Police Lt. Gen. Pongpat Chayapan, head of the Crime Suppression Bureau, said Viktor Bout was arrested in a hotel in the capital, Bangkok, on a warrant issued by a Thai court following a monthlong manhunt. The warrant came out of an earlier one issued by the U.S. Drug Enforcement Administration.
A U.S. Embassy spokesman congratulated Thai police for the arrest but could not provide details about the role Americans played in it.
U.S. and Thai authorities said Friday the two countries were still sorting out whether suspected Russian arms dealer Viktor Bout will face trial in Thailand or be immediately extradited to the United States.
"We do intend to extradite him," Thomas Pasquarello, regional director of the DEA, said in a news conference. But the timing still has "to be worked out between the two nations."
Bout has long been accused of breaking U.N. embargoes by supplying weapons to conflicts in Africa, and is the subject of financial sanctions by the United States and a U.N. travel ban.
Police Col. Petcharat Sengchai told reporters that Bout was wanted on charges of "procuring weapons and explosives for Colombian rebels" known as the Revolutionary Armed Forces of Colombia, or FARC. The leftist FARC has been fighting Colombia's government for more than four decades, and funds itself largely through the cocaine trade and kidnapping for ransom.
Handcuffed and wearing an orange polo shirt, the burly, 41-year-old Bout was presented briefly to reporters at Thai police headquarters. He stared blankly at the bank of television cameras but did not make any comment.
Although Bout has been investigated by police in several countries, he has never been prosecuted for arms dealing.
He has been accused of trafficking weapons through a series of front companies to war-wracked Central and West Africa since the early 1990s. U.N. reports say he set up a network of more than 50 aircraft around the world, owned by small, tightly controlled companies including Bukavu Aviation Transport, Business Air Services and Great Lakes Business Co.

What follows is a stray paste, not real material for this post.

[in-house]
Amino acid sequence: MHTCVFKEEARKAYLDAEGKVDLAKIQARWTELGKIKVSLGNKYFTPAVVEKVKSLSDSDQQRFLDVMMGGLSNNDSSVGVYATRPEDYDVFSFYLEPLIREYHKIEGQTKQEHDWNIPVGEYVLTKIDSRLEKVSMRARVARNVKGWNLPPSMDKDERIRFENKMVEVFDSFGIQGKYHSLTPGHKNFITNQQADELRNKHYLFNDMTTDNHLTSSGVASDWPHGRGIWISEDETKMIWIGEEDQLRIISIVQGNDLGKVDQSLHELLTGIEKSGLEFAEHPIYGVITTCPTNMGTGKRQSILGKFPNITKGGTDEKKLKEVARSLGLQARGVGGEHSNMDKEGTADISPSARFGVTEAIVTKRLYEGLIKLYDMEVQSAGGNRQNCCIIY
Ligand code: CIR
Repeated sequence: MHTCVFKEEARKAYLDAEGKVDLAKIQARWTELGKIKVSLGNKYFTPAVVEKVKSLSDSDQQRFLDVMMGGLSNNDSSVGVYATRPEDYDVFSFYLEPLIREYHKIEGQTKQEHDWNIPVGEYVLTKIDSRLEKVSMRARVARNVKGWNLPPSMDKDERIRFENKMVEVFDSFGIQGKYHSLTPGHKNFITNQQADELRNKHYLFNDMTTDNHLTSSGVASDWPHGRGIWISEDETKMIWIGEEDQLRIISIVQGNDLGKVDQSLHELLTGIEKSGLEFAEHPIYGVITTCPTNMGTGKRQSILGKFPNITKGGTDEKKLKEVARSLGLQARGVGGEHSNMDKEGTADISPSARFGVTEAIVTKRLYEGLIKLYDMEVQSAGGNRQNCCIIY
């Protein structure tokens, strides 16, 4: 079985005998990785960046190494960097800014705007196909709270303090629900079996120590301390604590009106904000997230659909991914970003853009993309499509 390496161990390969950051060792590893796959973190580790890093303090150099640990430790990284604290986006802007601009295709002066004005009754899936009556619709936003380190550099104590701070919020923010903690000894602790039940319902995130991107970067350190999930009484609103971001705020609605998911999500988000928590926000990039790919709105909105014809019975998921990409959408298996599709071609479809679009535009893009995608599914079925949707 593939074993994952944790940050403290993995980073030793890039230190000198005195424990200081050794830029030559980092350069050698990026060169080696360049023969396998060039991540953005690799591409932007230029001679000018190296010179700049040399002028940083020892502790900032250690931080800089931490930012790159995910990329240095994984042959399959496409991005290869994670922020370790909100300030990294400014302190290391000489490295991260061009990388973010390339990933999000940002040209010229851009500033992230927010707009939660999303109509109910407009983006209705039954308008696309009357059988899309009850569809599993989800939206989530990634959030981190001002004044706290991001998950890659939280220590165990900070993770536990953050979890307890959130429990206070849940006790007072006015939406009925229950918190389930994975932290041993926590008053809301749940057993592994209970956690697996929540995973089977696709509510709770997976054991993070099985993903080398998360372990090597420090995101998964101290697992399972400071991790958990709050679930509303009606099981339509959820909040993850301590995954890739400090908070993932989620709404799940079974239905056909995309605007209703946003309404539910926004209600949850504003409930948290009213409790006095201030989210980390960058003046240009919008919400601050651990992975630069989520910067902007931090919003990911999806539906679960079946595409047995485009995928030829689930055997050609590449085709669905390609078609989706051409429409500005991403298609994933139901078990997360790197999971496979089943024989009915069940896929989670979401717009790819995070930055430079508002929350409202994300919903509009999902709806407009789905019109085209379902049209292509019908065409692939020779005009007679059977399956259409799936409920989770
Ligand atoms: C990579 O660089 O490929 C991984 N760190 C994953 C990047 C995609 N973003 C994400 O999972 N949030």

Trade experts have said illicit diamond trading was likely one source of funds for his smuggled arms shipments.
A 2007 book about Bout, "Merchant of Death: Money, Guns, Planes, and the Man Who Makes War Possible," says a plane in Bout's fleet made several airdrops of weapons to FARC guerrillas between December 1998 and April 1999.
The book, by journalists Douglas Farah and Stephen Braun, says the flights dropped about 10,000 weapons to the rebels, "enabling them to greatly enhance their military capabilities."
A 2005 report by the human rights group Amnesty International described Bout as "the most prominent foreign businessman" involved in trafficking arms to U.N.-embargoed destinations in Bulgaria, Slovakia, Ukraine, Kyrgyzstan and other countries.
The report implicated Bout in transferring "very large quantities of arms" from Ukraine that were delivered to Uganda via Tanzania aboard a Greek-registered cargo ship.
A U.N. travel ban imposed on Bout that was still current as of last November said he supported former Liberian President Charles Taylor's regime in efforts to destabilize Sierra Leone and gain illicit access to diamonds.
In October 2006, President Bush issued an executive order freezing the assets of Bout and several associates and warlords in Congo and barring Americans from doing business with them. They were accused of violating international laws involving targeting of children or violating a ban on sales of military equipment to Congo.
The U.N. imposed an arms embargo in 2003 on the provinces of North and South Kivu and the Ituri regions of eastern Congo, and also on groups that were not part of that year's peace agreement for the region.
Ruslan Pukhov, director of the Moscow-based Center for Strategies and Technologies, described Bout as a rich "adventurist, one of these guys who emerged at the start of the 1990s and started pumping weapons from the former Soviet Union into Africa."
"He is not in the same league as people who make and trade weapons," he said. "He was influential and rich, but only in these vacated markets where countries were under embargo and state intermediaries didn't dare to sell."
Bout was widely believed to be a model for the arms dealer portrayed by Nicholas Cage in the 2005 movie "Lord of War."